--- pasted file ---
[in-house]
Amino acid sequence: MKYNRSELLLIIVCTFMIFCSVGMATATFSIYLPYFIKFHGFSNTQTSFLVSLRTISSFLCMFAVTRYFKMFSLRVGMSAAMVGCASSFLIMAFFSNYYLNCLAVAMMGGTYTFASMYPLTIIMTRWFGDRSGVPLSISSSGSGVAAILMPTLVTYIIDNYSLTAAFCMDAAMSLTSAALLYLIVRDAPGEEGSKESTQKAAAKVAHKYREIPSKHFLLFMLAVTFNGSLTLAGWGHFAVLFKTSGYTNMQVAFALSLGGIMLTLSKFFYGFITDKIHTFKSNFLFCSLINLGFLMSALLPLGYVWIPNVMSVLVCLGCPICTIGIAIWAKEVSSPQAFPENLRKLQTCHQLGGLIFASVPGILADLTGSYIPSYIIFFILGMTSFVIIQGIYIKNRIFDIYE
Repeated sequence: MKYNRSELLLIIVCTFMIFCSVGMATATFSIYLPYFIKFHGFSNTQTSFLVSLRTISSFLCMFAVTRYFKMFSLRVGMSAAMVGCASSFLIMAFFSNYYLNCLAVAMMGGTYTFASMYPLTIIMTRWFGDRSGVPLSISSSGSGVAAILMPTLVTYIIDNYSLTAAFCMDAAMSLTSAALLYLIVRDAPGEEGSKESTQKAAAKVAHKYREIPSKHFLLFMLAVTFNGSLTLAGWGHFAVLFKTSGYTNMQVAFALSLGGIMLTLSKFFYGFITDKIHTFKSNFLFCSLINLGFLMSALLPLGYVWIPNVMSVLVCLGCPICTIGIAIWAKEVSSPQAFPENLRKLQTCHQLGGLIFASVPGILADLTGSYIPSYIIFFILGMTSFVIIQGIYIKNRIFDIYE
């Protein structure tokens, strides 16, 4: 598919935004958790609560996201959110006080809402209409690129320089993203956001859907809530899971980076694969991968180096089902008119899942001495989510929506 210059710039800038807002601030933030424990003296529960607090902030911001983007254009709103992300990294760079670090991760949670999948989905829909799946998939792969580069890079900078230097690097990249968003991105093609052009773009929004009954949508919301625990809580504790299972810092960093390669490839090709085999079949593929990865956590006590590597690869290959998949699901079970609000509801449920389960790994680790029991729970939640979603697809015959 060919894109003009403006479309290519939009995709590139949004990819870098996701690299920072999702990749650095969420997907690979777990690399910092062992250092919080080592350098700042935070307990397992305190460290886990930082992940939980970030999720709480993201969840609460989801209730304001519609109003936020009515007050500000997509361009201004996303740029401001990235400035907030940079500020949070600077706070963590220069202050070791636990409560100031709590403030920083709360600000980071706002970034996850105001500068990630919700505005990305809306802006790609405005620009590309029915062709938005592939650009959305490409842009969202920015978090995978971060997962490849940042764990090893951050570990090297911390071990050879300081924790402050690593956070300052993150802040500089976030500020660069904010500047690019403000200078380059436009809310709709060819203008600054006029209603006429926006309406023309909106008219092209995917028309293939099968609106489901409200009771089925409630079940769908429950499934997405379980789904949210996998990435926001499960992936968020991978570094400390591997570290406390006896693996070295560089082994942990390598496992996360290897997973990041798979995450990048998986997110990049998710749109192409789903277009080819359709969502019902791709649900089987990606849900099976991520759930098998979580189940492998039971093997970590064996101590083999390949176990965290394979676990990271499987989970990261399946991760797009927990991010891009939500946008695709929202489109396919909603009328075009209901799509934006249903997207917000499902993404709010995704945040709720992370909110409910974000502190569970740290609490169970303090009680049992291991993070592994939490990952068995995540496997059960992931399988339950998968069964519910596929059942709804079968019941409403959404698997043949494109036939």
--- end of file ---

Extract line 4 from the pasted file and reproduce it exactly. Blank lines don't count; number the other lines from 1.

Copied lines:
């Protein structure tokens, strides 16, 4: 598919935004958790609560996201959110006080809402209409690129320089993203956001859907809530899971980076694969991968180096089902008119899942001495989510929506 210059710039800038807002601030933030424990003296529960607090902030911001983007254009709103992300990294760079670090991760949670999948989905829909799946998939792969580069890079900078230097690097990249968003991105093609052009773009929004009954949508919301625990809580504790299972810092960093390669490839090709085999079949593929990865956590006590590597690869290959998949699901079970609000509801449920389960790994680790029991729970939640979603697809015959 060919894109003009403006479309290519939009995709590139949004990819870098996701690299920072999702990749650095969420997907690979777990690399910092062992250092919080080592350098700042935070307990397992305190460290886990930082992940939980970030999720709480993201969840609460989801209730304001519609109003936020009515007050500000997509361009201004996303740029401001990235400035907030940079500020949070600077706070963590220069202050070791636990409560100031709590403030920083709360600000980071706002970034996850105001500068990630919700505005990305809306802006790609405005620009590309029915062709938005592939650009959305490409842009969202920015978090995978971060997962490849940042764990090893951050570990090297911390071990050879300081924790402050690593956070300052993150802040500089976030500020660069904010500047690019403000200078380059436009809310709709060819203008600054006029209603006429926006309406023309909106008219092209995917028309293939099968609106489901409200009771089925409630079940769908429950499934997405379980789904949210996998990435926001499960992936968020991978570094400390591997570290406390006896693996070295560089082994942990390598496992996360290897997973990041798979995450990048998986997110990049998710749109192409789903277009080819359709969502019902791709649900089987990606849900099976991520759930098998979580189940492998039971093997970590064996101590083999390949176990965290394979676990990271499987989970990261399946991760797009927990991010891009939500946008695709929202489109396919909603009328075009209901799509934006249903997207917000499902993404709010995704945040709720992370909110409910974000502190569970740290609490169970303090009680049992291991993070592994939490990952068995995540496997059960992931399988339950998968069964519910596929059942709804079968019941409403959404698997043949494109036939």